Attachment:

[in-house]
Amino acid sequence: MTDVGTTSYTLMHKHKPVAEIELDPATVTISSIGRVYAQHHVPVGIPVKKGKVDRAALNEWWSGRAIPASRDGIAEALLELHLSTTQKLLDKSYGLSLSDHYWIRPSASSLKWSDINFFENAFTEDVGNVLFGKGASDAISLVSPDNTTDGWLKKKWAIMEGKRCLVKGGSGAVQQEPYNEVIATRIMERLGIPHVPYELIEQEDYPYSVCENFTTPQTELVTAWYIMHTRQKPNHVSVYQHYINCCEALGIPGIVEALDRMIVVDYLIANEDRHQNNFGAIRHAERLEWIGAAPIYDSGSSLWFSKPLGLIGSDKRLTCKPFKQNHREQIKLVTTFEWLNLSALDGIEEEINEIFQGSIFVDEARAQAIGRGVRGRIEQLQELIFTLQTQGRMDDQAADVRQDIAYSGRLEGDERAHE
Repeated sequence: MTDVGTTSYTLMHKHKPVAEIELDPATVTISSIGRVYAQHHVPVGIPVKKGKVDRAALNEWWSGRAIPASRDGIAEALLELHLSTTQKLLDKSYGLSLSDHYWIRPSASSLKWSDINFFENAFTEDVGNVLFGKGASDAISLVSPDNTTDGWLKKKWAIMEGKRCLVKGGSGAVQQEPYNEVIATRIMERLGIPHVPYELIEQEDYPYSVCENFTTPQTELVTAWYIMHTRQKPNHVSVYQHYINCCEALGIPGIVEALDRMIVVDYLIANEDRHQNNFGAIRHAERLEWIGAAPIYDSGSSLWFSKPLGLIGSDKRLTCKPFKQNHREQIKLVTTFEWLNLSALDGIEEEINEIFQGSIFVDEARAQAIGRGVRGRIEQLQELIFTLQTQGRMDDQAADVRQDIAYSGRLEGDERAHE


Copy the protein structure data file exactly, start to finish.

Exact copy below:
[in-house]
Amino acid sequence: MTDVGTTSYTLMHKHKPVAEIELDPATVTISSIGRVYAQHHVPVGIPVKKGKVDRAALNEWWSGRAIPASRDGIAEALLELHLSTTQKLLDKSYGLSLSDHYWIRPSASSLKWSDINFFENAFTEDVGNVLFGKGASDAISLVSPDNTTDGWLKKKWAIMEGKRCLVKGGSGAVQQEPYNEVIATRIMERLGIPHVPYELIEQEDYPYSVCENFTTPQTELVTAWYIMHTRQKPNHVSVYQHYINCCEALGIPGIVEALDRMIVVDYLIANEDRHQNNFGAIRHAERLEWIGAAPIYDSGSSLWFSKPLGLIGSDKRLTCKPFKQNHREQIKLVTTFEWLNLSALDGIEEEINEIFQGSIFVDEARAQAIGRGVRGRIEQLQELIFTLQTQGRMDDQAADVRQDIAYSGRLEGDERAHE
Repeated sequence: MTDVGTTSYTLMHKHKPVAEIELDPATVTISSIGRVYAQHHVPVGIPVKKGKVDRAALNEWWSGRAIPASRDGIAEALLELHLSTTQKLLDKSYGLSLSDHYWIRPSASSLKWSDINFFENAFTEDVGNVLFGKGASDAISLVSPDNTTDGWLKKKWAIMEGKRCLVKGGSGAVQQEPYNEVIATRIMERLGIPHVPYELIEQEDYPYSVCENFTTPQTELVTAWYIMHTRQKPNHVSVYQHYINCCEALGIPGIVEALDRMIVVDYLIANEDRHQNNFGAIRHAERLEWIGAAPIYDSGSSLWFSKPLGLIGSDKRLTCKPFKQNHREQIKLVTTFEWLNLSALDGIEEEINEIFQGSIFVDEARAQAIGRGVRGRIEQLQELIFTLQTQGRMDDQAADVRQDIAYSGRLEGDERAHE